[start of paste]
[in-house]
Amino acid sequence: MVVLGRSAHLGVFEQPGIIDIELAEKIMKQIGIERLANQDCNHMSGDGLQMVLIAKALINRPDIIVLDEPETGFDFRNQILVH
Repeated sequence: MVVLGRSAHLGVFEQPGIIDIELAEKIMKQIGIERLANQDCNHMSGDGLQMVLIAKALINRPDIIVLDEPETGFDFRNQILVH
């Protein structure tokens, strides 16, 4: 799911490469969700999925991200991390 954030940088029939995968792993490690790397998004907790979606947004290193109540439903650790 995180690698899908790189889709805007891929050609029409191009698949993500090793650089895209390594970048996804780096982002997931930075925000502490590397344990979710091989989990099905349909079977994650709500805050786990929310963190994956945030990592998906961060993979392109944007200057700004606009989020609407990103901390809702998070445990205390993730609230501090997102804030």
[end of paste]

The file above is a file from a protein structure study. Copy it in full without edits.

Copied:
[in-house]
Amino acid sequence: MVVLGRSAHLGVFEQPGIIDIELAEKIMKQIGIERLANQDCNHMSGDGLQMVLIAKALINRPDIIVLDEPETGFDFRNQILVH
Repeated sequence: MVVLGRSAHLGVFEQPGIIDIELAEKIMKQIGIERLANQDCNHMSGDGLQMVLIAKALINRPDIIVLDEPETGFDFRNQILVH
């Protein structure tokens, strides 16, 4: 799911490469969700999925991200991390 954030940088029939995968792993490690790397998004907790979606947004290193109540439903650790 995180690698899908790189889709805007891929050609029409191009698949993500090793650089895209390594970048996804780096982002997931930075925000502490590397344990979710091989989990099905349909079977994650709500805050786990929310963190994956945030990592998906961060993979392109944007200057700004606009989020609407990103901390809702998070445990205390993730609230501090997102804030």